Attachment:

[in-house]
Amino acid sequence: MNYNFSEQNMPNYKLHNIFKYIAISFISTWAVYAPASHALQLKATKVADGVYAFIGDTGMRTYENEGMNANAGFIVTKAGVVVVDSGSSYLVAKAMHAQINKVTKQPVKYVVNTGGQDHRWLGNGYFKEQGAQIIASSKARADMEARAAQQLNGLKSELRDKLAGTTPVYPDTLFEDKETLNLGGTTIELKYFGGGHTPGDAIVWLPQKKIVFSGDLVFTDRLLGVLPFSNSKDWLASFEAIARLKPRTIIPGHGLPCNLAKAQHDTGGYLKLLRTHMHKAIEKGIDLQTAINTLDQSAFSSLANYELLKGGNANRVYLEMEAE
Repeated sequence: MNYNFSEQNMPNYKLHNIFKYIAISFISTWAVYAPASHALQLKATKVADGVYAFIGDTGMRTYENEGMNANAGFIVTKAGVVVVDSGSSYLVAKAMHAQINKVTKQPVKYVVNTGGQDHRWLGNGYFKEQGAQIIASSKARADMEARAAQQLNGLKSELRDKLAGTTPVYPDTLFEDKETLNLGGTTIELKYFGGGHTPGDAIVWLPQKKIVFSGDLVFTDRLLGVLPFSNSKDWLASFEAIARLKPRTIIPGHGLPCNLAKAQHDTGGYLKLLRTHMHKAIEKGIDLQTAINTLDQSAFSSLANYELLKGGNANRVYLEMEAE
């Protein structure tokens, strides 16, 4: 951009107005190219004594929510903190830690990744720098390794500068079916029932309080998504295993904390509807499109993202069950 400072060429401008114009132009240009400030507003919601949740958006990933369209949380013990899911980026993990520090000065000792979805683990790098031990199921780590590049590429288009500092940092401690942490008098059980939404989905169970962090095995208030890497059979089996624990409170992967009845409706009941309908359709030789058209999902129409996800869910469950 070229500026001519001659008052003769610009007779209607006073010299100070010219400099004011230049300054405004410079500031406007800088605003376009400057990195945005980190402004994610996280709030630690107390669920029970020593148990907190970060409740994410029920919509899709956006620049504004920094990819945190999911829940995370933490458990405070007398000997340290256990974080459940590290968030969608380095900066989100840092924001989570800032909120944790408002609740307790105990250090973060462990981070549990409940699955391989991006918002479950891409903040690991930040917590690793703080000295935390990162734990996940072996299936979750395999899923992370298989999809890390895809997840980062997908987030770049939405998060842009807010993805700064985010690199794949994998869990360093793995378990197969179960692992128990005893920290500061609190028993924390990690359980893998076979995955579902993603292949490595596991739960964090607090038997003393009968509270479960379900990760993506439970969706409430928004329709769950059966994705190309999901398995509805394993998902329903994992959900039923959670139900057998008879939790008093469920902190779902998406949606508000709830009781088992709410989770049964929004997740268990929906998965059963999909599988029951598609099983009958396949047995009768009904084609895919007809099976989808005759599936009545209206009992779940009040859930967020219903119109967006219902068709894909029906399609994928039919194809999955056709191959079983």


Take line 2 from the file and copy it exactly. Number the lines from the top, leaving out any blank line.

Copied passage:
Amino acid sequence: MNYNFSEQNMPNYKLHNIFKYIAISFISTWAVYAPASHALQLKATKVADGVYAFIGDTGMRTYENEGMNANAGFIVTKAGVVVVDSGSSYLVAKAMHAQINKVTKQPVKYVVNTGGQDHRWLGNGYFKEQGAQIIASSKARADMEARAAQQLNGLKSELRDKLAGTTPVYPDTLFEDKETLNLGGTTIELKYFGGGHTPGDAIVWLPQKKIVFSGDLVFTDRLLGVLPFSNSKDWLASFEAIARLKPRTIIPGHGLPCNLAKAQHDTGGYLKLLRTHMHKAIEKGIDLQTAINTLDQSAFSSLANYELLKGGNANRVYLEMEAE